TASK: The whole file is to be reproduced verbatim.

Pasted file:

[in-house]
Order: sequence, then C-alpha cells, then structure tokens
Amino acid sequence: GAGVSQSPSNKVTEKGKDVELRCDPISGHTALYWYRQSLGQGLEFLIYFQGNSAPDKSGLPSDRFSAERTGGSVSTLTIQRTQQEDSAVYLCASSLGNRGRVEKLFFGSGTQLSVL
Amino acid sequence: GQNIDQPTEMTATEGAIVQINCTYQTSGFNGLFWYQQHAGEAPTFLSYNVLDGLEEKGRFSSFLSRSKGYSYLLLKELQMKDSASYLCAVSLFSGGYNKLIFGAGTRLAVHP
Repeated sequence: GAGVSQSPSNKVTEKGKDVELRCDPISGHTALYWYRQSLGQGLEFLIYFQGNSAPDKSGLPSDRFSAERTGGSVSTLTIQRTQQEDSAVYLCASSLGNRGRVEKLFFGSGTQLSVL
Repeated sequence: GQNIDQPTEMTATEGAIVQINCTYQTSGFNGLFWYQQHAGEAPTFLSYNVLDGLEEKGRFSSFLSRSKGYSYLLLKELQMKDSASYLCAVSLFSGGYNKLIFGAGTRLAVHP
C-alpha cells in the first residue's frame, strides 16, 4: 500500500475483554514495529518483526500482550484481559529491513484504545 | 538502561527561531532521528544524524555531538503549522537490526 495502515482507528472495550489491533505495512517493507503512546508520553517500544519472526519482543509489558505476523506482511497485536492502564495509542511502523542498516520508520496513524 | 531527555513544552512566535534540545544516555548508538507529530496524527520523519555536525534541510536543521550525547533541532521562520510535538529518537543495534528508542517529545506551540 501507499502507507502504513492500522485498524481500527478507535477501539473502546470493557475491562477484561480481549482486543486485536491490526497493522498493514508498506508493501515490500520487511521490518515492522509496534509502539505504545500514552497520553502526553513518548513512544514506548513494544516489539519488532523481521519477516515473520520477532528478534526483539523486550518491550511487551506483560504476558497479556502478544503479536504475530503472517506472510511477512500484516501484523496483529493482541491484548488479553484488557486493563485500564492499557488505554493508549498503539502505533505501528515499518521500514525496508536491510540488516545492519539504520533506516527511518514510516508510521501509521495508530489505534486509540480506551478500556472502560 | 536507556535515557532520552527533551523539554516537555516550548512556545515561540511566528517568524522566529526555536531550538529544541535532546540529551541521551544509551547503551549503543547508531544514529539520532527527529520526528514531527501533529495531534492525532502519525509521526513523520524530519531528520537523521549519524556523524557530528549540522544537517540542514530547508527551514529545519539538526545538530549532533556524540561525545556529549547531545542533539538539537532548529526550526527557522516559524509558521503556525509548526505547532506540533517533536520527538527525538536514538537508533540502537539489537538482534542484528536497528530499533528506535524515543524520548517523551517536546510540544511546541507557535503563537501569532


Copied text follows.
[in-house]
Order: sequence, then C-alpha cells, then structure tokens
Amino acid sequence: GAGVSQSPSNKVTEKGKDVELRCDPISGHTALYWYRQSLGQGLEFLIYFQGNSAPDKSGLPSDRFSAERTGGSVSTLTIQRTQQEDSAVYLCASSLGNRGRVEKLFFGSGTQLSVL
Amino acid sequence: GQNIDQPTEMTATEGAIVQINCTYQTSGFNGLFWYQQHAGEAPTFLSYNVLDGLEEKGRFSSFLSRSKGYSYLLLKELQMKDSASYLCAVSLFSGGYNKLIFGAGTRLAVHP
Repeated sequence: GAGVSQSPSNKVTEKGKDVELRCDPISGHTALYWYRQSLGQGLEFLIYFQGNSAPDKSGLPSDRFSAERTGGSVSTLTIQRTQQEDSAVYLCASSLGNRGRVEKLFFGSGTQLSVL
Repeated sequence: GQNIDQPTEMTATEGAIVQINCTYQTSGFNGLFWYQQHAGEAPTFLSYNVLDGLEEKGRFSSFLSRSKGYSYLLLKELQMKDSASYLCAVSLFSGGYNKLIFGAGTRLAVHP
C-alpha cells in the first residue's frame, strides 16, 4: 500500500475483554514495529518483526500482550484481559529491513484504545 | 538502561527561531532521528544524524555531538503549522537490526 495502515482507528472495550489491533505495512517493507503512546508520553517500544519472526519482543509489558505476523506482511497485536492502564495509542511502523542498516520508520496513524 | 531527555513544552512566535534540545544516555548508538507529530496524527520523519555536525534541510536543521550525547533541532521562520510535538529518537543495534528508542517529545506551540 501507499502507507502504513492500522485498524481500527478507535477501539473502546470493557475491562477484561480481549482486543486485536491490526497493522498493514508498506508493501515490500520487511521490518515492522509496534509502539505504545500514552497520553502526553513518548513512544514506548513494544516489539519488532523481521519477516515473520520477532528478534526483539523486550518491550511487551506483560504476558497479556502478544503479536504475530503472517506472510511477512500484516501484523496483529493482541491484548488479553484488557486493563485500564492499557488505554493508549498503539502505533505501528515499518521500514525496508536491510540488516545492519539504520533506516527511518514510516508510521501509521495508530489505534486509540480506551478500556472502560 | 536507556535515557532520552527533551523539554516537555516550548512556545515561540511566528517568524522566529526555536531550538529544541535532546540529551541521551544509551547503551549503543547508531544514529539520532527527529520526528514531527501533529495531534492525532502519525509521526513523520524530519531528520537523521549519524556523524557530528549540522544537517540542514530547508527551514529545519539538526545538530549532533556524540561525545556529549547531545542533539538539537532548529526550526527557522516559524509558521503556525509548526505547532506540533517533536520527538527525538536514538537508533540502537539489537538482534542484528536497528530499533528506535524515543524520548517523551517536546510540544511546541507557535503563537501569532